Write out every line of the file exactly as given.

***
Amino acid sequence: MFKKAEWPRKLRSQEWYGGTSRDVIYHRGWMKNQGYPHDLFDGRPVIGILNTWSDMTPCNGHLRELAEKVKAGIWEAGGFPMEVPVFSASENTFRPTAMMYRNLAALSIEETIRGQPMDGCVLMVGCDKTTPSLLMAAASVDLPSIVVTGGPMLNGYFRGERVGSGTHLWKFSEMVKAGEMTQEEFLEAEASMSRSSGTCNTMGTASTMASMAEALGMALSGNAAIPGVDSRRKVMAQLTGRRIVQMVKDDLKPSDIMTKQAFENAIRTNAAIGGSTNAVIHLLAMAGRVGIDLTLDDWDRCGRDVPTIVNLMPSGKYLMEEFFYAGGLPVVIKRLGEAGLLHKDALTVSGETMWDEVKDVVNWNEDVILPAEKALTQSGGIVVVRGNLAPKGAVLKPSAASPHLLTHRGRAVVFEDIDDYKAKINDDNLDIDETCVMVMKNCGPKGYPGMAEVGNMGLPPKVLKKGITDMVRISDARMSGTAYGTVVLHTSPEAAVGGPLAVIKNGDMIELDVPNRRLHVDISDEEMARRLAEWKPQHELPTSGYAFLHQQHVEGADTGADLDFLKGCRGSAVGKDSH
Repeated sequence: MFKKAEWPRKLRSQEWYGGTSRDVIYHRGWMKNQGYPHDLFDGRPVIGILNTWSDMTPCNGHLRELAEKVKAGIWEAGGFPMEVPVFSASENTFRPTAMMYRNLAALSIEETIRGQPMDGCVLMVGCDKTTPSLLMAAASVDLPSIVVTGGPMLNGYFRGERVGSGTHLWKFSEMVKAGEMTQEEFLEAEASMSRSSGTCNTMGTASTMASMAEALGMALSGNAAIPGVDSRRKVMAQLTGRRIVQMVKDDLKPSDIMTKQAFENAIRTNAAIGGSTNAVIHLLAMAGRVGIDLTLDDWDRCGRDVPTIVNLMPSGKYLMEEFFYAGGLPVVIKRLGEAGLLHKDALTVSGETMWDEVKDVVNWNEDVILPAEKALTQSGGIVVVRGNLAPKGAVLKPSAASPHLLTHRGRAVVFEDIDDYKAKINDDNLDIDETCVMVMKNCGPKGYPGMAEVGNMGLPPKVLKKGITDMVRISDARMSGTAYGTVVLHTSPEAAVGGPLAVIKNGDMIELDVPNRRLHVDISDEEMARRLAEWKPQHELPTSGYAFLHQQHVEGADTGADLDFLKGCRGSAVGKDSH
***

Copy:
Amino acid sequence: MFKKAEWPRKLRSQEWYGGTSRDVIYHRGWMKNQGYPHDLFDGRPVIGILNTWSDMTPCNGHLRELAEKVKAGIWEAGGFPMEVPVFSASENTFRPTAMMYRNLAALSIEETIRGQPMDGCVLMVGCDKTTPSLLMAAASVDLPSIVVTGGPMLNGYFRGERVGSGTHLWKFSEMVKAGEMTQEEFLEAEASMSRSSGTCNTMGTASTMASMAEALGMALSGNAAIPGVDSRRKVMAQLTGRRIVQMVKDDLKPSDIMTKQAFENAIRTNAAIGGSTNAVIHLLAMAGRVGIDLTLDDWDRCGRDVPTIVNLMPSGKYLMEEFFYAGGLPVVIKRLGEAGLLHKDALTVSGETMWDEVKDVVNWNEDVILPAEKALTQSGGIVVVRGNLAPKGAVLKPSAASPHLLTHRGRAVVFEDIDDYKAKINDDNLDIDETCVMVMKNCGPKGYPGMAEVGNMGLPPKVLKKGITDMVRISDARMSGTAYGTVVLHTSPEAAVGGPLAVIKNGDMIELDVPNRRLHVDISDEEMARRLAEWKPQHELPTSGYAFLHQQHVEGADTGADLDFLKGCRGSAVGKDSH
Repeated sequence: MFKKAEWPRKLRSQEWYGGTSRDVIYHRGWMKNQGYPHDLFDGRPVIGILNTWSDMTPCNGHLRELAEKVKAGIWEAGGFPMEVPVFSASENTFRPTAMMYRNLAALSIEETIRGQPMDGCVLMVGCDKTTPSLLMAAASVDLPSIVVTGGPMLNGYFRGERVGSGTHLWKFSEMVKAGEMTQEEFLEAEASMSRSSGTCNTMGTASTMASMAEALGMALSGNAAIPGVDSRRKVMAQLTGRRIVQMVKDDLKPSDIMTKQAFENAIRTNAAIGGSTNAVIHLLAMAGRVGIDLTLDDWDRCGRDVPTIVNLMPSGKYLMEEFFYAGGLPVVIKRLGEAGLLHKDALTVSGETMWDEVKDVVNWNEDVILPAEKALTQSGGIVVVRGNLAPKGAVLKPSAASPHLLTHRGRAVVFEDIDDYKAKINDDNLDIDETCVMVMKNCGPKGYPGMAEVGNMGLPPKVLKKGITDMVRISDARMSGTAYGTVVLHTSPEAAVGGPLAVIKNGDMIELDVPNRRLHVDISDEEMARRLAEWKPQHELPTSGYAFLHQQHVEGADTGADLDFLKGCRGSAVGKDSH